Nowhere To Be Found are not alone in their lack of appreciation for mainstream talent shows. When was the last time you heard someone talk up a show like the X Factor? 2014? Before that? Times are changing. People like ‘different’ now, and even record-breaking artists like Taylor Swift are struggling to keep up with Billie Eilish.
For most of the 2010s, if you told people you listen to rock music, they’d probably ask you if you’re a goth and if you shower daily. “Why do you listen to that noise?” was always a common musing. Now, in 2020, ‘goth culture’ has become cool. Alternative talent hasn’t been given its moment in the spotlight for decades. But now maybe it’s finally time.
How important do Nowhere To Be Found think Sounds of the Underground is in terms of giving alternative talent a platform? “Well, the obvious answer is: it’s fundamental, even more so for independent bands such as ours,” they say.
“It’s a tough industry, with lots of bands and labels promoting their artists, so every chance to get to new and bigger audiences is so important. Sounds of the Underground’s producer’s vision is kind of unique in that particular aspect. They invited only bands they felt deserved the chance and not bands someone told them to. In an era where the new battlefield is not recording your music but fighting for people to listen to it, Sounds of the Underground’s validation felt really special.”
Having a show like Sounds of the Underground is all good and well, but how big of an audience does something like that draw, realistically? I can’t imagine the viewing figures were as high as X Factor even at its worst – but give it time. ‘Build it, and they shall come’, as they say. “The audience is obviously out there to be hooked, but the show itself – the quality of the bands, the type of interviews, the platforms used to broadcast – will define its success,” the band say.
“Quality will always be decisive, especially when you’re fighting with increasingly quality content from Netflix, HBO, cable channels, YouTube, etc. The thing is, if the show is good and the platform is convenient, people will respond. It doesn’t really matter if the music is different from what they usually listen to or if they’ve never heard of those bands before. The truth is, there are not many ‘band shows’ out there.”
On the show, Nowhere To Be Found performed their song ‘Traverse’, featuring Matty Mullins of Memphis May Fire. What was it like working with such an essential figure? “A dream come true,” they say.
“Matty was just an amazing human being every step of the process, as well as the incredible artist everyone knows he is. Super professional – he was super open to understanding our vision and created on top of that, delivering even more than we were expecting. Unfortunately, we didn’t get to know him as well as we would like to, but we have only good things to say about him. We’re such a small band, starting our way in this tough industry, and he was just like, ‘Yeah, I like this; I’m in!’ He didn’t have to do that. Gladly, he did and changed our lives.”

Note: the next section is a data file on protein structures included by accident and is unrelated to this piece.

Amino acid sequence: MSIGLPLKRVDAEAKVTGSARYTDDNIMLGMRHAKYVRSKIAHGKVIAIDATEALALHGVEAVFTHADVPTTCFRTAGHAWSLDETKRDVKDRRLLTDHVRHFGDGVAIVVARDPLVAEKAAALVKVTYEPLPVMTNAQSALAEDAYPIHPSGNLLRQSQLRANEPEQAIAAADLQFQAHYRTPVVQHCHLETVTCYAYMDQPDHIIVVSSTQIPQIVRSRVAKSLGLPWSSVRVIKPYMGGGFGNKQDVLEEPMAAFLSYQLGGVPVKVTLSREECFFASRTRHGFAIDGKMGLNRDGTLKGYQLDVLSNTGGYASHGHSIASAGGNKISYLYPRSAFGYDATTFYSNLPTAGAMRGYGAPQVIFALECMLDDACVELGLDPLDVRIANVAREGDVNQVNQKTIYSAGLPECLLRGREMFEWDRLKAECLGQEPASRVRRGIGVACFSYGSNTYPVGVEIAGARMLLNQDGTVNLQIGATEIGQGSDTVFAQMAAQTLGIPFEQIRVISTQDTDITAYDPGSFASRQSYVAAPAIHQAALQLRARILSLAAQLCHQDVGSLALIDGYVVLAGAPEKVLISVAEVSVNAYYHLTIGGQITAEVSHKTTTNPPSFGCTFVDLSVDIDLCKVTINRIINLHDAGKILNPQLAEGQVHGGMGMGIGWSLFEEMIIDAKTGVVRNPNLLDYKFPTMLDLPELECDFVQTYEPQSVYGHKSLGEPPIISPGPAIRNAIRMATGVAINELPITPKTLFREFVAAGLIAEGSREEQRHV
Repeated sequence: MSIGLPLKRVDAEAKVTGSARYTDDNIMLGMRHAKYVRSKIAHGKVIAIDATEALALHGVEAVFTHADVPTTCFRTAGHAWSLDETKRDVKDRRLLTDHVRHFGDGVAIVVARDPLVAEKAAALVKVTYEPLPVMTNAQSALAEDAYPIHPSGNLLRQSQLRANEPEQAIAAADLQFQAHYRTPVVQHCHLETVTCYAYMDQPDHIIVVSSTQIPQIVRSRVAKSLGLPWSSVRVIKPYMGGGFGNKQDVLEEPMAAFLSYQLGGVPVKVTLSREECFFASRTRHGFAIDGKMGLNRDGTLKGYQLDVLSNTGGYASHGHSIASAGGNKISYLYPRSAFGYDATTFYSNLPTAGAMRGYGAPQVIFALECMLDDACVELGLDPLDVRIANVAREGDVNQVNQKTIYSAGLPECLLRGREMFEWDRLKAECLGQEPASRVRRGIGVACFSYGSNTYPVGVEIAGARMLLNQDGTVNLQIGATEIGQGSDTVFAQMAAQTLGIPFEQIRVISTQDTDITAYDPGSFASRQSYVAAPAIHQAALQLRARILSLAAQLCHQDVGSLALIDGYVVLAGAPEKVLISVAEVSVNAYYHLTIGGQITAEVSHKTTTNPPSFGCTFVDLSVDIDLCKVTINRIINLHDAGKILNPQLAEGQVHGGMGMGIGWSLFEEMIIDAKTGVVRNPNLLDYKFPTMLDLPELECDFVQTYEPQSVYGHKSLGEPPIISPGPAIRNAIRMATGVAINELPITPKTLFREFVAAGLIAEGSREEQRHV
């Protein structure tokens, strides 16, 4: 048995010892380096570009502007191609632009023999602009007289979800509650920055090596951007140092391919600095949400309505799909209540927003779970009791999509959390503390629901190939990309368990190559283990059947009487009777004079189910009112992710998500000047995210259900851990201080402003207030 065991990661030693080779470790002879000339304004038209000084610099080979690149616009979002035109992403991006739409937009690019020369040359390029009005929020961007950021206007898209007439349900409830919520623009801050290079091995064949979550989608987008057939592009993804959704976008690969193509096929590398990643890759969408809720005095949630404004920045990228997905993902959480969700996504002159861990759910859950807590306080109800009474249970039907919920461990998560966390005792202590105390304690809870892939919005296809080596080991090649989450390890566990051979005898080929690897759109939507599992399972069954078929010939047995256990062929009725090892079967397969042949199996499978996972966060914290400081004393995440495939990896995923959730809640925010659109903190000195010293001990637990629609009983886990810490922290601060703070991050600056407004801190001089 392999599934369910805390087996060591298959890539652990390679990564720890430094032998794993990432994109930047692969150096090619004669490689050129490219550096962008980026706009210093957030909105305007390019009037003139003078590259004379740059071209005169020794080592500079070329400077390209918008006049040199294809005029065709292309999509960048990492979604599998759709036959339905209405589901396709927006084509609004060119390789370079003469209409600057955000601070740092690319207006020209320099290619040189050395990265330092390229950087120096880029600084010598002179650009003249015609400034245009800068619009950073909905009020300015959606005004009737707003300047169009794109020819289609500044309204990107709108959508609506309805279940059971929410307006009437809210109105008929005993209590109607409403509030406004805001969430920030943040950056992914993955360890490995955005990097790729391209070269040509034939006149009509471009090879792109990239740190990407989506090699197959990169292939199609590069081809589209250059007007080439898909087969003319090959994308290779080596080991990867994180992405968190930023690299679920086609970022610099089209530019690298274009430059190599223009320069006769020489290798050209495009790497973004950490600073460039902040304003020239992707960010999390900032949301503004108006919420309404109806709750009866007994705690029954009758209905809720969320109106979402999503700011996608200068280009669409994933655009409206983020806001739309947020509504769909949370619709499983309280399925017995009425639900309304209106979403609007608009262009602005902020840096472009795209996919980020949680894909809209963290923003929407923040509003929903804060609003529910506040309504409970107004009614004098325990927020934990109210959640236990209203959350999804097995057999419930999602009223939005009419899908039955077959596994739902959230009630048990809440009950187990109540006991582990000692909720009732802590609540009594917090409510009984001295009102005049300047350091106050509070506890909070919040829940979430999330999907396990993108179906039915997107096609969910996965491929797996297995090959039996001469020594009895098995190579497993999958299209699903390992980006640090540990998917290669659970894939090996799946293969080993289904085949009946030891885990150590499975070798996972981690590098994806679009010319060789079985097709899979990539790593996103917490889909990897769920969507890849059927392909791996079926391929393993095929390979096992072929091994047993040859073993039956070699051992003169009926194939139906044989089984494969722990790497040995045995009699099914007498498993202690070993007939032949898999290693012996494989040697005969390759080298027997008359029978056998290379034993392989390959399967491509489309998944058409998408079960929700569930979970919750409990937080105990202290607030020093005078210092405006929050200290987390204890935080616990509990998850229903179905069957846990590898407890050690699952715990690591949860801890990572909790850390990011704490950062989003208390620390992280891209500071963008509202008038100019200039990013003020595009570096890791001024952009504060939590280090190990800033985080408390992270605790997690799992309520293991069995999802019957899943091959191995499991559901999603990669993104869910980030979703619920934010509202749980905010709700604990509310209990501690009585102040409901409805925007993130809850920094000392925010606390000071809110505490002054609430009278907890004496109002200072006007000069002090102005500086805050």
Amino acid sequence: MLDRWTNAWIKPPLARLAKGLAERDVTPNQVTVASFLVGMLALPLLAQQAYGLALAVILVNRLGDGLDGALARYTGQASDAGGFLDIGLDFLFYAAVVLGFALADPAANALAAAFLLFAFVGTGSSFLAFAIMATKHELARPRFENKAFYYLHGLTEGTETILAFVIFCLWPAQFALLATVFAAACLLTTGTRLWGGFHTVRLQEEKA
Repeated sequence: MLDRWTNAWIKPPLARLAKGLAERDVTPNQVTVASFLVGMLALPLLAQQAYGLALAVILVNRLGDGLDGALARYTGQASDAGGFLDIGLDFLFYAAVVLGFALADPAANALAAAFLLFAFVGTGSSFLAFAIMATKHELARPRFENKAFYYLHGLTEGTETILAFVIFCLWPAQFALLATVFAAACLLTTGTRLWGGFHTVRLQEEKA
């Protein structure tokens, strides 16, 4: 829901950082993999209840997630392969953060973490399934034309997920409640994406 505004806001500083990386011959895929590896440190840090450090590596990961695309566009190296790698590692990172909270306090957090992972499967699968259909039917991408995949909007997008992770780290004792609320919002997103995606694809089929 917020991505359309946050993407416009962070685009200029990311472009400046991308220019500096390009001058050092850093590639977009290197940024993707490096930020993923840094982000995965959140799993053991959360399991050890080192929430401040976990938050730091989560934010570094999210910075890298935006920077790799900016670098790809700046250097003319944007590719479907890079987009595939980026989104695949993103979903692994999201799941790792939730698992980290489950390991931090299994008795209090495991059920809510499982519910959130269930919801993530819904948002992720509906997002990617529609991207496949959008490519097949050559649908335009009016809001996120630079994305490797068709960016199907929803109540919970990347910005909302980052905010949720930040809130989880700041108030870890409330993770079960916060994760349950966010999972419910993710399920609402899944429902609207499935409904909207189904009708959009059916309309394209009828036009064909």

Since appearing on the show, Nowhere To Be Found are working on new music and ‘would like to inspire people’. “We’re a small band from a small country with no tradition in heavy music, and somehow music found a way. We recorded these songs with Henrik Udd (Bring Me The Horizon, Architects), mastered in New York with Grammy-winner Ted Jensen (Metallica, Green Day, Slipknot), and had super talented artists like Matty in our songs. Not bad for an indie, new band who creates and owns all their music, right?”
Not bad at all.
So, is it time for TV to finally take note of alternative talent? In the UK, Deaf Havana have had three UK Top 10 albums since 2013. You Me At Six have had five UK Top 10 albums (including reaching the no. 1 spot with Cavalier Youth in 2014). Reading Festival – famed for its collective but largely alternative lineup – isn’t just popular amongst ‘alternative kids’ anymore.
On the other side, when was the last time you saw an X Factor contestant in the charts, other than Little Mix and the individual members of One Direction? Matt Terry – the last winner to actually release an album – failed to reach the UK Top 10 with Trouble. Similarly, Louisa Johnson – the winner before him – has spent her entire career having other artists prop her up the charts by way of featuring on tracks from the likes of Clean Bandit and Sigma.
As for V Festival, the ‘anything mainstream goes’ festival – home to talent show contestants and the place where previously popular acts go to let their careers die – after 22 years, the festival was finally laid to rest in 2017.
Underground music is everywhere to be found. So yes, it would appear that both the TV and music industry need to start putting their eggs in different baskets.
Will Sounds of the Underground be coming back for another season? And will we be seeing more shows like it in the future? Is this the start of a new brand of talent show? Who knows.
One thing I do know, though, is that Simon Cowell will continue to flog a dead horse.